The State of the American Vacation

Executive Editor
Published 8/15/15
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When I tell people the news, their reaction occurs predictably in this order:

  1. Blank stare
  2. Look of supreme disbelief
  3. Exclamation (“Really?” or “You’re kidding!” or “Wow, that’s fabulous!”)

I’m not telling them I’ve won the lottery. I’m explaining that Miles, my employer, offers unlimited vacation to full-time employees. However, I might as well be telling folks I won the jackpot. Since only about 1% of U.S. companies offer unlimited vacation time (according to Inc. magazine), it’s something that few people have even heard about. Companies including Expedia, Prezi, Ask.com, Netflix and now Miles are among the few to offer this benefit.

Most of us are familiar with the travel habits of our European friends, who typically take three weeks at a time to rest, relax and explore new destinations. This July, on a vacation to Cape Cod, Massachusetts, I met a lovely French family while on a whale-watching excursion (see the enormous humpbacks in this video taken off Provincetown, plus my cameo appearance). The couple and their two teenage daughters were exploring the East Coast of the U.S. on a 21-day adventure. C’est incroyable, n’est-ce pas?

It sounds incredible because most Americans have somehow forgotten how to balance work and play. It wasn’t always this way. Statistics show that most Americans take a full week less of vacation than they did 15 years ago, even though they have the time. In fact, the average worker in the U.S. earns 21 days off each year, but uses only 77% of that time. While some companies allow vacation roll-over, one in four employees loses unused paid time off altogether.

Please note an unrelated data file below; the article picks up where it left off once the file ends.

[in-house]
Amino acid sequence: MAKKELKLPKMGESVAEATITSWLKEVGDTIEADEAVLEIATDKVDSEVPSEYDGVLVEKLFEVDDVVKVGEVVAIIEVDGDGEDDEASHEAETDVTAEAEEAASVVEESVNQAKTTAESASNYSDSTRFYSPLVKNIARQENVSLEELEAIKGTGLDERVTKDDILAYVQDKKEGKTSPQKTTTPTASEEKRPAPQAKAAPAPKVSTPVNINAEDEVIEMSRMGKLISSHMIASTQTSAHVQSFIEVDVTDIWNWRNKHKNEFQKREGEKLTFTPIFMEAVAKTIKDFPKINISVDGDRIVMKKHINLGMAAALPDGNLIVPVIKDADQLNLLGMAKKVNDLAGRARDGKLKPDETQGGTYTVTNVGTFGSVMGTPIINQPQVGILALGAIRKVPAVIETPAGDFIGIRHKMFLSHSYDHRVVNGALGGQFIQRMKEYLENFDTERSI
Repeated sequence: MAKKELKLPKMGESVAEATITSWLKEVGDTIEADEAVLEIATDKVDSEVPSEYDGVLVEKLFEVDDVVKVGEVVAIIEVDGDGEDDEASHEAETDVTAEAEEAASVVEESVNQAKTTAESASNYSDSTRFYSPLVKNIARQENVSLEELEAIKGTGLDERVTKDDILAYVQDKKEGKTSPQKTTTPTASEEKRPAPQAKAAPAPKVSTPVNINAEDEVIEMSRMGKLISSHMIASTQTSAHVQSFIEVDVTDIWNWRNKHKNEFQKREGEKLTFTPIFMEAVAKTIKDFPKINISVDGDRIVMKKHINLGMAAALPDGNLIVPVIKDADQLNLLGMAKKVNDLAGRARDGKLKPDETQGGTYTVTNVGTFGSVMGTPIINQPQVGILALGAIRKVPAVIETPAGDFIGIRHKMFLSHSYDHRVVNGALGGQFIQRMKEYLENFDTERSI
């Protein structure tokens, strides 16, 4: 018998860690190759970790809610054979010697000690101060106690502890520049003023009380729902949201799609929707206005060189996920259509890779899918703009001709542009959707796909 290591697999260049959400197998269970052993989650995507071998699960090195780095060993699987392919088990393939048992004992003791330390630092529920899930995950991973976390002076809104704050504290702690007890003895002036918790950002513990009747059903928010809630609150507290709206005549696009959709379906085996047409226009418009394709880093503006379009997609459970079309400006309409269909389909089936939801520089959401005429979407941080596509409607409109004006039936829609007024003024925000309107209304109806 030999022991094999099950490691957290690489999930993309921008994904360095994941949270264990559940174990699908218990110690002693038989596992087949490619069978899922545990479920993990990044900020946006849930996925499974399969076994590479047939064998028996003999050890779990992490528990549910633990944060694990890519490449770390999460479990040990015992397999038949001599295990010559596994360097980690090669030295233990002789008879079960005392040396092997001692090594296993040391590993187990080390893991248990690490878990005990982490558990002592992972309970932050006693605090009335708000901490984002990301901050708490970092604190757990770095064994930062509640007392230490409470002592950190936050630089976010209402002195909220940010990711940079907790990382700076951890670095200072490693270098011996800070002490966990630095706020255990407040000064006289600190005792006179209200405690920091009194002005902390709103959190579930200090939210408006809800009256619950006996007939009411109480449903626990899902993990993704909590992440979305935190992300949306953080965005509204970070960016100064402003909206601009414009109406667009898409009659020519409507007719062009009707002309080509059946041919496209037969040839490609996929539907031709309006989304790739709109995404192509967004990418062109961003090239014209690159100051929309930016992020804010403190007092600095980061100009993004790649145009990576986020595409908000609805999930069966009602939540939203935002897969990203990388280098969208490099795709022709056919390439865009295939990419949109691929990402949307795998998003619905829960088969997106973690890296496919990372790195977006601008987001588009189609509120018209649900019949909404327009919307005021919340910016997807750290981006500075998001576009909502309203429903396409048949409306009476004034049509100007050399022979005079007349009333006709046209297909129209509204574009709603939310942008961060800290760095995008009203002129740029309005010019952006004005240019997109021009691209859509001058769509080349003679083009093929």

Why did this happen? Perhaps job insecurity or the American competitive spirit is at play, since recent studies have shown that workers who take time off fear being seen as “slackers” (not to mention the huge pile of work they anticipate after their return). Sadly, this belief is self-defeating: Skipping out on vacation does not result in raises or promotions. Quite the opposite. In fact, U.S. workers who forfeited the most paid days off (11 – 15 days) were 6.5% less likely to receive raises or bonuses compared to those who used all of their vacation time.

The benefits of vacation are huge. The U.S. Travel Association estimates that the result of Americans actually using all of our time off would be a positive impact of $284 billion annually on the U.S. economy. More jobs, more business growth, higher worker productivity. And there are other happy economic side effects for companies who offer this policy: Money is saved by eliminating hours spent tracking and managing vacation time, plus the policy eliminates the liability and expense of paying out accrued vacation days if employees leave. Beyond that, unlimited vacation is certainly a perk to help recruit and retain great candidates.

And that’s not even mentioning the human benefits: Less stress. More connection to loved ones. Creating a culture of trust in the workplace that lasts throughout the year. And the new friends we make and the memorable experiences we have along the way.

Here are some additional articles on the topic of unlimited time off:

http://www.projecttimeoff.com/research/all-work-and-no-pay-impact-forfeited-time

http://www.cnn.com/2014/10/22/travel/u-s-workers-vacation-time/

http://www.inc.com/jerome-ternynck/5-reasons-ceos-should-offer-unlimited-vacation-in-2015.html